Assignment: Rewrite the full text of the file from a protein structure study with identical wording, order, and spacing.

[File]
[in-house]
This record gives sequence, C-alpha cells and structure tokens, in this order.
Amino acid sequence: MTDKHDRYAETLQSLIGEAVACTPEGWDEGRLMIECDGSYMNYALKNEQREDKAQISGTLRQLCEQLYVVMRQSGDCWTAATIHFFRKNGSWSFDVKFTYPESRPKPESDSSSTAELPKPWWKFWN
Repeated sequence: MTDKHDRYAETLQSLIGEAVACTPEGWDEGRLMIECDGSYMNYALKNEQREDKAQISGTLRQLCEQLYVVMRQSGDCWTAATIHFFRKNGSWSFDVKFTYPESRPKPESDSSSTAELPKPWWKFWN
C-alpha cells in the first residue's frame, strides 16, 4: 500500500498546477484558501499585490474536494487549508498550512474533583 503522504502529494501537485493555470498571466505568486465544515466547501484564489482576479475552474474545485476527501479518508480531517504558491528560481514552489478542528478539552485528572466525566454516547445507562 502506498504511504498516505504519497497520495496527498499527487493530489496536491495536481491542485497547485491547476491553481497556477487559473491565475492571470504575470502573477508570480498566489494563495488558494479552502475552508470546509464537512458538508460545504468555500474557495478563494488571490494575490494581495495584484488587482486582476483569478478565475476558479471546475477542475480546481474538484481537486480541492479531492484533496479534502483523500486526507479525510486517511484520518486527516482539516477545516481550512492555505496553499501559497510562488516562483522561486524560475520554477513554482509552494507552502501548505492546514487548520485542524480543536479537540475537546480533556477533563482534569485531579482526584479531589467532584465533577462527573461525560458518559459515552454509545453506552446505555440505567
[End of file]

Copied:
[in-house]
This record gives sequence, C-alpha cells and structure tokens, in this order.
Amino acid sequence: MTDKHDRYAETLQSLIGEAVACTPEGWDEGRLMIECDGSYMNYALKNEQREDKAQISGTLRQLCEQLYVVMRQSGDCWTAATIHFFRKNGSWSFDVKFTYPESRPKPESDSSSTAELPKPWWKFWN
Repeated sequence: MTDKHDRYAETLQSLIGEAVACTPEGWDEGRLMIECDGSYMNYALKNEQREDKAQISGTLRQLCEQLYVVMRQSGDCWTAATIHFFRKNGSWSFDVKFTYPESRPKPESDSSSTAELPKPWWKFWN
C-alpha cells in the first residue's frame, strides 16, 4: 500500500498546477484558501499585490474536494487549508498550512474533583 503522504502529494501537485493555470498571466505568486465544515466547501484564489482576479475552474474545485476527501479518508480531517504558491528560481514552489478542528478539552485528572466525566454516547445507562 502506498504511504498516505504519497497520495496527498499527487493530489496536491495536481491542485497547485491547476491553481497556477487559473491565475492571470504575470502573477508570480498566489494563495488558494479552502475552508470546509464537512458538508460545504468555500474557495478563494488571490494575490494581495495584484488587482486582476483569478478565475476558479471546475477542475480546481474538484481537486480541492479531492484533496479534502483523500486526507479525510486517511484520518486527516482539516477545516481550512492555505496553499501559497510562488516562483522561486524560475520554477513554482509552494507552502501548505492546514487548520485542524480543536479537540475537546480533556477533563482534569485531579482526584479531589467532584465533577462527573461525560458518559459515552454509545453506552446505555440505567